Protest at 75 Calhoun St.

A small group of activists including Johnathan Thrower (speaking in photo) called for outside investigations of the Charleston County School District on Tues. Sept. 18 after new details came to light about a 2014 child pornography case involving a district employee. Paul Bowers/Staff

The Charleston County School District has hired an outside investigator to look into its own handling of an employee who was caught with child pornography on his work-issued laptop computer in 2014.

That employee, Marvin Gethers of North Charleston, was working as a student concern specialist at Dunston Primary School in January 2014 when a district IT specialist discovered he had used the computer to access pornographic websites, including one that featured child pornography. After a two-year investigation that included a forensic analysis of the computer, North Charleston police arrested Gethers, then 57 years old, in January 2016.

A recent report by Live 5 WCSC questioned the district's handling of the case. While the police investigation was ongoing, the school district briefly placed Gethers on administrative leave before allowing him to come back to work at Dunston. The district then promoted him to the higher-paid position of parent advocate in October 2014, according to the news station's reporting. The school district has not provided The Post and Courier with Gethers' employment file to verify those details.

After Gethers' arrest in January 2016, North Charleston police heard complaints from two children who said Gethers had molested them in his office at the school in 2015.

Gethers' case never went to trial. He died in July 2017 of heart failure.

Charleston County School District employee caught with child pornography, authorities say (copy)

Marvin Gethers

In a prepared statement this week, the district said, "We understand that there are questions that simply cannot be answered by CCSD's current administration and for that reason we have contracted with an independent legal firm to fully investigate this matter and to attempt to respond to lingering questions for current leadership, staff members and the public."

The district did not respond Thursday to a request for further details about the legal firm it has hired and the scope or cost of its investigation, or who approved the contract. The Charleston County School Board has not voted publicly on the matter.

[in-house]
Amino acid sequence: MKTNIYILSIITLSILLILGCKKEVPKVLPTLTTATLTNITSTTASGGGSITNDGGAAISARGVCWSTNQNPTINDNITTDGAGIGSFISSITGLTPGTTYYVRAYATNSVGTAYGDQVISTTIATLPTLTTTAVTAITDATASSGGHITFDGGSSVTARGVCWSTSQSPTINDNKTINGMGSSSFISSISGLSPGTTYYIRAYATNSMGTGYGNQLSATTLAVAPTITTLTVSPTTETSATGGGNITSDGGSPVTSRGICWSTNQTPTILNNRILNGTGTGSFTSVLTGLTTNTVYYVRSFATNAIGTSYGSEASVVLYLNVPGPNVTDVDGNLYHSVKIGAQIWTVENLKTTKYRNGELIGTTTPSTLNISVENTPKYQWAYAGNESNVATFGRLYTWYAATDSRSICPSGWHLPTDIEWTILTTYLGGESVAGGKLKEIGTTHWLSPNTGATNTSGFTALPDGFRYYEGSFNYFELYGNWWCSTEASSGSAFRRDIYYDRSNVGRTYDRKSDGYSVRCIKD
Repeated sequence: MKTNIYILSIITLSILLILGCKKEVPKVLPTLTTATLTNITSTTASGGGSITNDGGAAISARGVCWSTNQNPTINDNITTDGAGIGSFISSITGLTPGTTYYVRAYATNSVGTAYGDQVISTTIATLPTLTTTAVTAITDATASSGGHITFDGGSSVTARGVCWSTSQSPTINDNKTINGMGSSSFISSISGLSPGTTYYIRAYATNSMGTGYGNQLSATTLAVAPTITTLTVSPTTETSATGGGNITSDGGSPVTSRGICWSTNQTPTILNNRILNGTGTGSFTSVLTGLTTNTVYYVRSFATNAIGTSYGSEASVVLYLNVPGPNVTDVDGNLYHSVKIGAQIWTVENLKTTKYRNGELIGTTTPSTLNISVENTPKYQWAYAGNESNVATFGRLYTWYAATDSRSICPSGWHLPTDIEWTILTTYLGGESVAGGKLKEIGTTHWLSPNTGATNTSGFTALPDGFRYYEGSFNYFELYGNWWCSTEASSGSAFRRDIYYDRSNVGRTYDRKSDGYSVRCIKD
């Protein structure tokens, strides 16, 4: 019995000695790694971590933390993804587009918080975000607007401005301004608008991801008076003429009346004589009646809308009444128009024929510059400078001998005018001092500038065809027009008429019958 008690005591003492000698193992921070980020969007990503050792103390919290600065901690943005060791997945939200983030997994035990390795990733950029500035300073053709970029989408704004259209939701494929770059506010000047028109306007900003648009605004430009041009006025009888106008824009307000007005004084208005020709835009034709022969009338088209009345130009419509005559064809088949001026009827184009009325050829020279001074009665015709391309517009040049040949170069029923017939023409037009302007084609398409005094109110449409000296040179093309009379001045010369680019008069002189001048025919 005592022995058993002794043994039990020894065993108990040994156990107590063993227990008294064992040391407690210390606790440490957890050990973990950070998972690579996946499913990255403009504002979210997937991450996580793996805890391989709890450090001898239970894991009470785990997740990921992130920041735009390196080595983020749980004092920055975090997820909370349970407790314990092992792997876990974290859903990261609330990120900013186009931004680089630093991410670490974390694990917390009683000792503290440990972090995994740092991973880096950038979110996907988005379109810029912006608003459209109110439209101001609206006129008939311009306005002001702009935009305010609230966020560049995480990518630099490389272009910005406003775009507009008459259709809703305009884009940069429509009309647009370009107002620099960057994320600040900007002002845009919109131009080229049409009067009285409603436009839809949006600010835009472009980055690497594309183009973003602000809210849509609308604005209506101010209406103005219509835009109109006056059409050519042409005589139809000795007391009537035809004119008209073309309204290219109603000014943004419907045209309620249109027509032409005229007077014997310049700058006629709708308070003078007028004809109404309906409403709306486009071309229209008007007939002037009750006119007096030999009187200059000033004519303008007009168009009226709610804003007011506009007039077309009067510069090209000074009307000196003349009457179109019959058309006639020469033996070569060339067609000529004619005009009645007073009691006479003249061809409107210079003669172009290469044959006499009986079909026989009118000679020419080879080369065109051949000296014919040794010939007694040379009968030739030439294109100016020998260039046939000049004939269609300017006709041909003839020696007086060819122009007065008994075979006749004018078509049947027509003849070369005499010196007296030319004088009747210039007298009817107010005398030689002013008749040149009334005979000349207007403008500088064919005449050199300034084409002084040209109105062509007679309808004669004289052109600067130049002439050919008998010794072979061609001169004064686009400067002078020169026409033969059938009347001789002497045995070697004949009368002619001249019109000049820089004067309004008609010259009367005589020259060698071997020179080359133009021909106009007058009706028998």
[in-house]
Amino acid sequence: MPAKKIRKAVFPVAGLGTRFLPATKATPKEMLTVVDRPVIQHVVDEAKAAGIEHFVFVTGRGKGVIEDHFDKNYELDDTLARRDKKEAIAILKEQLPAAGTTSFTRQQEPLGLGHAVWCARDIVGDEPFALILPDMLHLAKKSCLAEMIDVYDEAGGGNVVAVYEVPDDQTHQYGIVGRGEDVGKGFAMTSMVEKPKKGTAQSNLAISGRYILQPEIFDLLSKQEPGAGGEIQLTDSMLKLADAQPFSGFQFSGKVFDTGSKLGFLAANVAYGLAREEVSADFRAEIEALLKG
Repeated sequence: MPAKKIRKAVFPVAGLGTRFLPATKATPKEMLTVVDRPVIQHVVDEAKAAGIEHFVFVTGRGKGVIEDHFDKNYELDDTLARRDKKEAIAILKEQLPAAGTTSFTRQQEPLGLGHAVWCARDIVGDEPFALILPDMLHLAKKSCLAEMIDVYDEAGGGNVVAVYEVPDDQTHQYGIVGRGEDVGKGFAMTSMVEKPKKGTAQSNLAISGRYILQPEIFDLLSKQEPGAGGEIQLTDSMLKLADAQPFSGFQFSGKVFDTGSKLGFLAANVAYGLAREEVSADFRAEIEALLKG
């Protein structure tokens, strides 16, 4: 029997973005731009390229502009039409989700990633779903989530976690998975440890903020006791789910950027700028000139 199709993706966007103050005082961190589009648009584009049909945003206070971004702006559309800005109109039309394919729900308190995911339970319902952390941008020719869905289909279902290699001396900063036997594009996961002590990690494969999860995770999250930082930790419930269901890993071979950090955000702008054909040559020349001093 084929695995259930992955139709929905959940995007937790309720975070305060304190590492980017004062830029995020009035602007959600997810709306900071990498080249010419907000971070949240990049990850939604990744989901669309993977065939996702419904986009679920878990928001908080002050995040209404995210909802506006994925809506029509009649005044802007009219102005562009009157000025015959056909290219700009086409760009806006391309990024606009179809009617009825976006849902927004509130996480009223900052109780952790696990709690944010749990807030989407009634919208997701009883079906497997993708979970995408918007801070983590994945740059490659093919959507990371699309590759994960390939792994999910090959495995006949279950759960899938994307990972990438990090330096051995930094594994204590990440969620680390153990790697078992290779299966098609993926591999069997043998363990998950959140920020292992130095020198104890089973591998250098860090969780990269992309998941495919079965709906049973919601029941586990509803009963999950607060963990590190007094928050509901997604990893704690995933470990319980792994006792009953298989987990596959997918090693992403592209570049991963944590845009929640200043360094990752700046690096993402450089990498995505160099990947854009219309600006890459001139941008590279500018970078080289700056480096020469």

The statement came as local activists called for federal and state investigations of the district's handling of the case. Several district leaders who were in office at the time of the initial report in January 2014 are no longer working for the district.

"We want to make sure that it never happens again," said Charleston-area activist Johnathan Thrower.

The group urged the Federal Bureau of Investigation and S.C. Law Enforcement Division to look into the matter, and also called on state legislators to hold public hearings.

"In the event that this issue isn't addressed promptly, we will have no other choice but to engage in acts of protests and civil disobedience to bring accountability where it needs to be," the group said in a statement.

Rep. Peter McCoy, R-Charleston, who heads the Charleston County Legislative Delegation, said he plans to organize public hearings about the district's handling of the case. While state lawmakers cannot subpoena witnesses or prosecute anyone, he said he wants to get the facts out in the open.

"The bottom line is this: I think that the people of Charleston County deserve some answers of who had knowledge of this, who continued to disregard what they knew, and still promoted this man within the school district," McCoy said. "To me, there's a huge disconnect there."

"This kind of information needed to be disseminated throughout," he added. "Administrators and teachers and parents needed to know. To sit on it, to not do anything, not make people aware — that’s a huge issue."

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Reach Paul Bowers at 843-937-5546. Follow him on Twitter @paul_bowers.